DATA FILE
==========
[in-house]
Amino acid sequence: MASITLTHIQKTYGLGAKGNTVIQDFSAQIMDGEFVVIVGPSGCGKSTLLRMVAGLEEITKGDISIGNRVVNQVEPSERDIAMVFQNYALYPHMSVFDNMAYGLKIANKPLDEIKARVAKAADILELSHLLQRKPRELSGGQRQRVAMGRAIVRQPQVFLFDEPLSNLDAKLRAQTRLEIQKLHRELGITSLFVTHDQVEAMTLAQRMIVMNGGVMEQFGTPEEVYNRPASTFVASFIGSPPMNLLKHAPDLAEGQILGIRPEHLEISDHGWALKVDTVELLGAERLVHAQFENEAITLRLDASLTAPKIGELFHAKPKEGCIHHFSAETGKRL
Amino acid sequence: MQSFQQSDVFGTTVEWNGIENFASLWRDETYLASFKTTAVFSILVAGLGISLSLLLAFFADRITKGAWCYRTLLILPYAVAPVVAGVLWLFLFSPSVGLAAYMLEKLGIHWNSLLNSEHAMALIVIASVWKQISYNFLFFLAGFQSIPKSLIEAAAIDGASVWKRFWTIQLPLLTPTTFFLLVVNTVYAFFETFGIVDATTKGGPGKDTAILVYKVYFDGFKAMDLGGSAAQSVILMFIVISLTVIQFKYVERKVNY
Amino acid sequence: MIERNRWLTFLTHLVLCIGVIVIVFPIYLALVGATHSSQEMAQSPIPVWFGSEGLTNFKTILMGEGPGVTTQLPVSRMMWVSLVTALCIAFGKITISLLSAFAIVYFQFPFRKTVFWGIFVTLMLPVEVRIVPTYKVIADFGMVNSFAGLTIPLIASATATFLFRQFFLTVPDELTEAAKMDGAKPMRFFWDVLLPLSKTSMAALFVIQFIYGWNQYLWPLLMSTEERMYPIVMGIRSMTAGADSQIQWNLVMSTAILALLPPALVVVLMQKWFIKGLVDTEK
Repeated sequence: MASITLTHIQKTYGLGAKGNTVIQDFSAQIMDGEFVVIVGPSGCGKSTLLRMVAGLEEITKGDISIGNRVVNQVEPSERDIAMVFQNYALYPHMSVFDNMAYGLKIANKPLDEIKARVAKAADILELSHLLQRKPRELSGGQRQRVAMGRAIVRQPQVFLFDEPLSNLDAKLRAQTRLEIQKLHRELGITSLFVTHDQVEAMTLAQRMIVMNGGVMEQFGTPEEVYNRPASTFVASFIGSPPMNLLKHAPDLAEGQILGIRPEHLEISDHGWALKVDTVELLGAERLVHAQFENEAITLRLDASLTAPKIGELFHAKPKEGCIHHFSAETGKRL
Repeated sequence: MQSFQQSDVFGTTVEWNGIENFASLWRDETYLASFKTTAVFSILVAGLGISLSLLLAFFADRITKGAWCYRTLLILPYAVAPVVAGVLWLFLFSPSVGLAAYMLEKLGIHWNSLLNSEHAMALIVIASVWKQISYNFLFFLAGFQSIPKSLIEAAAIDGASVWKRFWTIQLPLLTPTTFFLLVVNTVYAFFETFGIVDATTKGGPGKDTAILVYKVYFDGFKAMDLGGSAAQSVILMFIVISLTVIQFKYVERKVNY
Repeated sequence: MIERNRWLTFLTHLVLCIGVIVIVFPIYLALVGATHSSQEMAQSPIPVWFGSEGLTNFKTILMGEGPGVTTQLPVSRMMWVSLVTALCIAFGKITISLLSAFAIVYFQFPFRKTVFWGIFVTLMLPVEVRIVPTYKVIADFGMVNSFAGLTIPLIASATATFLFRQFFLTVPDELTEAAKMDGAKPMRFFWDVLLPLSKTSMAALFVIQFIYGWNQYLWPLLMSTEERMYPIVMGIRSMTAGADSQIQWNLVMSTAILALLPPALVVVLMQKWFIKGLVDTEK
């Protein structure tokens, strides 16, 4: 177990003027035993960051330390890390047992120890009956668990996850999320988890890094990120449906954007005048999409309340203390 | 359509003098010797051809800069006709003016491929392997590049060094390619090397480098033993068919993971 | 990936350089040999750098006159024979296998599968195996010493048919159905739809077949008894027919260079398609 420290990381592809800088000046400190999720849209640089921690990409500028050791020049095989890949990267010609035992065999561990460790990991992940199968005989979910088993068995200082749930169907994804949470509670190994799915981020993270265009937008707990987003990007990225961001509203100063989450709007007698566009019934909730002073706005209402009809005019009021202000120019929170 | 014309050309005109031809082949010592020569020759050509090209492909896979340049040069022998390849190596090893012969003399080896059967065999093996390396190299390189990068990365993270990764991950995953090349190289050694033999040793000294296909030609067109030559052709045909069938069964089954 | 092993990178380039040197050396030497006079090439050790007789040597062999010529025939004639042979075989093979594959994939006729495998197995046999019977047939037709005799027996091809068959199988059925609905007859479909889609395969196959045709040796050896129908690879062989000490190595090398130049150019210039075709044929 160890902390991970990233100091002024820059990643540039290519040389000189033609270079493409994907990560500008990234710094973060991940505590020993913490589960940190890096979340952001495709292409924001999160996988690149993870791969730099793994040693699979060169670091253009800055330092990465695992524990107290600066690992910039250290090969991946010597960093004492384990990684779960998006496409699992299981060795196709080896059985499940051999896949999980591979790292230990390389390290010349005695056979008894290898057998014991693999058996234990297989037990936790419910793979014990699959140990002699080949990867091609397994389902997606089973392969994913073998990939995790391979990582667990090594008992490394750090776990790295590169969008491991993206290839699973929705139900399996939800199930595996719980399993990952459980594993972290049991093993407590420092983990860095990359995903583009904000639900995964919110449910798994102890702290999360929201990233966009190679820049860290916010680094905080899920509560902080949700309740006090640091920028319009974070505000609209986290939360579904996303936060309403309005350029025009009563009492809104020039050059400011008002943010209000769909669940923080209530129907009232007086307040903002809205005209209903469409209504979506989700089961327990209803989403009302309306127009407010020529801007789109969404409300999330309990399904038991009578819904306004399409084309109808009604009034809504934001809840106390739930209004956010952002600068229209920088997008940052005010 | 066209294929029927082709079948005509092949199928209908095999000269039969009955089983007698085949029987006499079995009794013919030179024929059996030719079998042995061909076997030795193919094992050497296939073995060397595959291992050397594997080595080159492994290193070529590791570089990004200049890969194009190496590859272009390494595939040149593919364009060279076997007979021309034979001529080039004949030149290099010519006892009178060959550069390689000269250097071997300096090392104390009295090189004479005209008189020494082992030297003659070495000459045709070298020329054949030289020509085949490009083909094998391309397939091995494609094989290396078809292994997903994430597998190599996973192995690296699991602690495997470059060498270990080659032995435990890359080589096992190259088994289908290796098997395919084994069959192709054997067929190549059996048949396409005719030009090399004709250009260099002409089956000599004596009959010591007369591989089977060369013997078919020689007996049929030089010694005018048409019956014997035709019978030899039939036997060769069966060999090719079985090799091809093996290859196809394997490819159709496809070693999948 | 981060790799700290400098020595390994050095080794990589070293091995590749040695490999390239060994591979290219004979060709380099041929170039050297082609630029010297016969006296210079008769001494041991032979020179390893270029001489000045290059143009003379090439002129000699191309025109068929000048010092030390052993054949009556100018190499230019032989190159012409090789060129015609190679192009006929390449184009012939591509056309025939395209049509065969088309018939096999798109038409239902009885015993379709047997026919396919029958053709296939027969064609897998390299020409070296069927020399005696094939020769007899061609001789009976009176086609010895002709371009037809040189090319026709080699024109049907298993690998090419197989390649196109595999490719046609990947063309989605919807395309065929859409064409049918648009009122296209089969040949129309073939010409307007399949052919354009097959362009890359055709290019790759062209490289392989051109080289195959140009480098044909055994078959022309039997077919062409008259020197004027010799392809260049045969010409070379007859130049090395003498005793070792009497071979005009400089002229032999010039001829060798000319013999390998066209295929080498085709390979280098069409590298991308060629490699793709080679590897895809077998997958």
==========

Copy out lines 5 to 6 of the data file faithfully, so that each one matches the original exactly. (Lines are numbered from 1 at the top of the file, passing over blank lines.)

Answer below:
Repeated sequence: MASITLTHIQKTYGLGAKGNTVIQDFSAQIMDGEFVVIVGPSGCGKSTLLRMVAGLEEITKGDISIGNRVVNQVEPSERDIAMVFQNYALYPHMSVFDNMAYGLKIANKPLDEIKARVAKAADILELSHLLQRKPRELSGGQRQRVAMGRAIVRQPQVFLFDEPLSNLDAKLRAQTRLEIQKLHRELGITSLFVTHDQVEAMTLAQRMIVMNGGVMEQFGTPEEVYNRPASTFVASFIGSPPMNLLKHAPDLAEGQILGIRPEHLEISDHGWALKVDTVELLGAERLVHAQFENEAITLRLDASLTAPKIGELFHAKPKEGCIHHFSAETGKRL
Repeated sequence: MQSFQQSDVFGTTVEWNGIENFASLWRDETYLASFKTTAVFSILVAGLGISLSLLLAFFADRITKGAWCYRTLLILPYAVAPVVAGVLWLFLFSPSVGLAAYMLEKLGIHWNSLLNSEHAMALIVIASVWKQISYNFLFFLAGFQSIPKSLIEAAAIDGASVWKRFWTIQLPLLTPTTFFLLVVNTVYAFFETFGIVDATTKGGPGKDTAILVYKVYFDGFKAMDLGGSAAQSVILMFIVISLTVIQFKYVERKVNY